Considering this is actually a restaurant, we have to consider the menu, non? My second greatest trait is that I know how to read a menu and I can tell if the restaurant is going to be good. Aren’t I full of self complements today? What I like about Le Lobster Bar is that the menu is succinct. They know their specialties and they stick to it. No funny business. This is a lobster bar that serves lobster. I hate when French restaurants try to do American restaurants and add their own French touch. Case in point: there is a new hot dog restaurant in our neighborhood trying to be très American but they made a suicidal mistake… They offer avocados as a hot dog topping. Who the fuck uses an avocado as a hot dog topping? Oh, I know… The French. Le Lobster Bar has enough sense to stick to its guns and offer what it should offer… Classic seafood fare found in any port of coastal Maine or Brittany, France. Clam chowder, lobster rolls, whole grilled lobster, tuna burger and a crab roll. That’s it! Besides a few tapas, and two desserts including key lime pie, that is their entire menu… The way God intended.
I decided to order off of their menu… For research. I don’t make it a habit of having lobster on a Tuesday evening but I thought I would take one for the team and indulge. And boy am I glad I did! I ordered the lobster roll with French fries and that key lime pie. I ordered it TO GO because I had to get home to watch the latest episode of The Real Housewives of Orange County. The girls are in Tahiti this week and I needed to see Tamra make a white trash fool out of herself… I wasn’t disappointed. I wasn’t disappointed in the lobster roll either.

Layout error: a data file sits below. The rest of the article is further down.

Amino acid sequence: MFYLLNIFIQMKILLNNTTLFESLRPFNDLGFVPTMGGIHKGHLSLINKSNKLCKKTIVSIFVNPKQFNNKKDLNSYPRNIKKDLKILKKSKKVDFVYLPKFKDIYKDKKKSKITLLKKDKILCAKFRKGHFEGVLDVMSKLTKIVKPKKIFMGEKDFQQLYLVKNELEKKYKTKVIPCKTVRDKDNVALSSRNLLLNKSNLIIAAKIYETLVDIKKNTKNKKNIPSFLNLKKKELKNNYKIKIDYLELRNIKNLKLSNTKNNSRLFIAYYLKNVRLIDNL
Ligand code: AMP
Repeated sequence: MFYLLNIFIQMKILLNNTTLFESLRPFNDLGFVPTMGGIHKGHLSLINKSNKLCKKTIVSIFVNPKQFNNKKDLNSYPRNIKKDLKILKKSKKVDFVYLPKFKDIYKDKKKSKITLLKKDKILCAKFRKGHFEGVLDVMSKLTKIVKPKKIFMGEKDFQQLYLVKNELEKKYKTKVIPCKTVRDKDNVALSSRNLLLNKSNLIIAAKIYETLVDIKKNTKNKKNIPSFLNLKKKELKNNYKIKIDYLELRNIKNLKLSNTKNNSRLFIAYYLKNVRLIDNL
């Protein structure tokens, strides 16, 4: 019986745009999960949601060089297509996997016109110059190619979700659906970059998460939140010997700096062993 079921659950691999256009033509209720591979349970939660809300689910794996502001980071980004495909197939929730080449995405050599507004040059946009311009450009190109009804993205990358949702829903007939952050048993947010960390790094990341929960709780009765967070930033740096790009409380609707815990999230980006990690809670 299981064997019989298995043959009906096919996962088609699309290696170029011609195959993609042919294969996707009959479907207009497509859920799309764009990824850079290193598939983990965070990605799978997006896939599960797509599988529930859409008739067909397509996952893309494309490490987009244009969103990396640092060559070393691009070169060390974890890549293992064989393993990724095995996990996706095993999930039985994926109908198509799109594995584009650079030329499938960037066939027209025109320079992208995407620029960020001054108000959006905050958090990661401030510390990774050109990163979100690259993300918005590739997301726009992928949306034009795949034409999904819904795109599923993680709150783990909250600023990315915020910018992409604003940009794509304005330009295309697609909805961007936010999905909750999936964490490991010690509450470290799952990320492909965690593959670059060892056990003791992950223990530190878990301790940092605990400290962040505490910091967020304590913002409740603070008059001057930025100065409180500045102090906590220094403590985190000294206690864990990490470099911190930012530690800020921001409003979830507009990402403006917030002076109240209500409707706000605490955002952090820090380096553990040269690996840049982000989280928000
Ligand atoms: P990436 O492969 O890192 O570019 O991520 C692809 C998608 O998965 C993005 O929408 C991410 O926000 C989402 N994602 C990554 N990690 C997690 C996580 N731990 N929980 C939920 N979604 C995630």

Taramas-rose, crabe, oursin which is basically seafood spread of shrimp, crab and sea urchin with blinis.
According to the owner and chef of Le Lobster Bar, Mathieu Mercier (a former filmmaker from Switzerland), the lobsters are sourced from Brittany, France which explains their richer fruity taste. The roll is a soft brioche and the sauce, oh the sauce (homemade tarragon mayonnaise). The fries are made from scratch using a variety of potatoes and extra virgin olive oil. The key lime pie made me want to move to the Florida Keys and read Hemingway novels. Delicious.
Monsieur Mercier spent part of his youth in Maine enjoying the real deal of lobster rolls, combined his hands-on design aesthetic and voilà…Le Lobster Bar was born. Let’s take a look at some of the details…
This little gem of a restaurant is a definite go to restaurant… Your eyes and taste buds will thank you.
Le Lobster Bar41 Rue Coquillière
Paris, France 75001
All photos taken by my multi-tasker caregiver, Victor.
Additionally, I would like to take a moment to thank all of you for making my little French finds sale a huge success. I’m so glad you liked everything. Merci beaucoup! I am getting everything ready to ship to you. The next sale will be in September. You can follow me on Instagram HERE for sale updates and sneak peeks!